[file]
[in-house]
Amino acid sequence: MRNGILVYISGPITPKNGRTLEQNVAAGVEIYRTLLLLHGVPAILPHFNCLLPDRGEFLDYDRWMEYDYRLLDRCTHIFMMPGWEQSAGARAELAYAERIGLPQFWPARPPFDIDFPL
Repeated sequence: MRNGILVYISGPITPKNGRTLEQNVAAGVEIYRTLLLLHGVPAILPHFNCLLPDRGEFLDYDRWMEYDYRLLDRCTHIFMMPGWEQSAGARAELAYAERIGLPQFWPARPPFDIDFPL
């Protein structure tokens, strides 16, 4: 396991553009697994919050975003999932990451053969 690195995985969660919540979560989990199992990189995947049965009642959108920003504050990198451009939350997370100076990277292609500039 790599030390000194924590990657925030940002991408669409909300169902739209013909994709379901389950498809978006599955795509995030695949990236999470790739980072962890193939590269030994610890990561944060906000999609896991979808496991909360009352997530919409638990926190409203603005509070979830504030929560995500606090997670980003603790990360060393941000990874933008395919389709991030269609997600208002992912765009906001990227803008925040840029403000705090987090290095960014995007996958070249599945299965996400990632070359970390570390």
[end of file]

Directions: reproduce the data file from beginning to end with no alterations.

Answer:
[in-house]
Amino acid sequence: MRNGILVYISGPITPKNGRTLEQNVAAGVEIYRTLLLLHGVPAILPHFNCLLPDRGEFLDYDRWMEYDYRLLDRCTHIFMMPGWEQSAGARAELAYAERIGLPQFWPARPPFDIDFPL
Repeated sequence: MRNGILVYISGPITPKNGRTLEQNVAAGVEIYRTLLLLHGVPAILPHFNCLLPDRGEFLDYDRWMEYDYRLLDRCTHIFMMPGWEQSAGARAELAYAERIGLPQFWPARPPFDIDFPL
């Protein structure tokens, strides 16, 4: 396991553009697994919050975003999932990451053969 690195995985969660919540979560989990199992990189995947049965009642959108920003504050990198451009939350997370100076990277292609500039 790599030390000194924590990657925030940002991408669409909300169902739209013909994709379901389950498809978006599955795509995030695949990236999470790739980072962890193939590269030994610890990561944060906000999609896991979808496991909360009352997530919409638990926190409203603005509070979830504030929560995500606090997670980003603790990360060393941000990874933008395919389709991030269609997600208002992912765009906001990227803008925040840029403000705090987090290095960014995007996958070249599945299965996400990632070359970390570390």